Jesús Muñoz-Rojas

Doctor en Ciencias
Head of Department
Meritorious Autonomous Univers... · Laboratorio de Ecología Molecular Microbiana CICM

Publications

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    ABSTRACT: In an attempt to quantify the number of bacteria present in a high number of samples, routine procedures are usually very time-consuming. During this period of time, bacterial population could be modified. In this work, an alternative for a mas-sive, quick and economic method was evaluated in order to count viable bacteria, consisting in the sealing or stamping of serial dilutions performed in samples from different origins. The time required to prepare 22 samples for plate stamping is only 15 minutes. The quantification was based in performing serial dilutions (10-fold) of the original liquid samples contai-ned in a multiwell plate using a multichannel micropipette. Afterwards, using a replicator, the same volume of each sample (approximately 1,65 μl) was recovered from each well, and then it was inoculated and sealed in a solid growth media of interest. Plates were incubated as needed, colonies were counted in the quantifiable dilution and Colony Forming Units per milliliter (CFU/ml) was calculated for each sample. We called this method “Massive Stamping Drop Plate” (MSDP) and it has been successfully applied to count bacteria from different lab samples, including liquid cultures, clinical samples (exudates and secretions) and bacteria recovered from the rhizosphere of corn plants. However, MSDP could also be applied to mas-sively count bacteria from any other source.
    Revista Colombiana de Biotecnología. 12/2012; XIV(2):147-156.
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    ABSTRACT: The rhizospheric soil interacts with substances of low molecular weight such as carboxylic acids, among other substances, whose sorption dynamics of mineral particle surface is unknown. Adsorption of water and volatile carboxylic acids from plants and bacteria (methane, ethane, propane and butane) was determined by the chromatographic method in an agricultural soil in San Juan Atenco, Puebla, Mexico. The soil under study was characterized by their physical, chemical, biological and surface properties. Porosity was determined by the method of N2 adsorption at its boiling point (76 K). Specific surface area values were determined using the method of Brunauer-Emmett-Teller (BET); pore volume was obtained using the Gursvitch rule and pore size distribution was studied by the Barrett-Joyner-Halenda (BJH) approach. The adsorption of the adsorbates was determined in the temperature range 423-523 K using gas chromatography with thermal conductivity detector and using helium as carrier gas. The Freundlich and Langmuir equations were applied to all cases. The results showed that the adsorption of water and volatile carboxylic acids, derived from biological metabolism in soil, is a function of the differential structure of molecules that impact the degree of interaction with the porous soil system.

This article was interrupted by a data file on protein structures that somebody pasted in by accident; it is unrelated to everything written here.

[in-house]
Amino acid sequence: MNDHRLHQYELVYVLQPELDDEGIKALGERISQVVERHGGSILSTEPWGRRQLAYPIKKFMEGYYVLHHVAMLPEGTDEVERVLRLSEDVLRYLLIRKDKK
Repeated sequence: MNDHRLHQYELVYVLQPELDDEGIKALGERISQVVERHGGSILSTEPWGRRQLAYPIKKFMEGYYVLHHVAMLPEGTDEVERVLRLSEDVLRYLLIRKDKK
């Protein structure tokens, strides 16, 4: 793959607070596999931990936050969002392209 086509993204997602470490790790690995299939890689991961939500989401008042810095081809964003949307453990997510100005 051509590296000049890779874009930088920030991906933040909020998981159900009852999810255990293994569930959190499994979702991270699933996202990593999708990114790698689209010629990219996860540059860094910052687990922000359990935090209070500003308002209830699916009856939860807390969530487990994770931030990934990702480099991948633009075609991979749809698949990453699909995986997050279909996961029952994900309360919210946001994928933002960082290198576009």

Terra Latinoamericana. 08/2012; 30(1):261-270.
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    ABSTRACT: Pineapple is the second most important tropical fruit in international trade and Mexico ranks ninth in world production. Pink disease is asymptomatic in the field and is characterized by the production of dark discoloration (amber-reddish brown) and its initial effects are not recognized until the fruits are cored and canned. Hence pink disease is considered a major problem in the pineapple canning industry.Four hundred and eighty isolates of pineapple were tested for antagonistic activity vs. Tatumella, causal agent of pink disease, and strain UAPS07070 was selected for further assays.Population dynamics were explored in co-inoculation in vitro and in planta with strain UAPS07070 and T. ptyseos UAPS07007. The population of UAPS07007, the producer strain of the disease severely declined in comparison with the controls.This work contributes to the knowledge of the ecology of pink disease in pineapple, as well as to the comprehension of the interactions between microorganisms colonizing the habitat of the plant.Highlights► We determined the antagonism of B. gladioli on a pink disease causative agent. ► We detected inhibition of T. ptyseos by B. gladioli in in vitro experiments. ► We detected inhibition of T. ptyseos by B. gladioli in in planta experiments. ► We detected pigmentation decline by cultivating T. ptyseos with B. gladioli.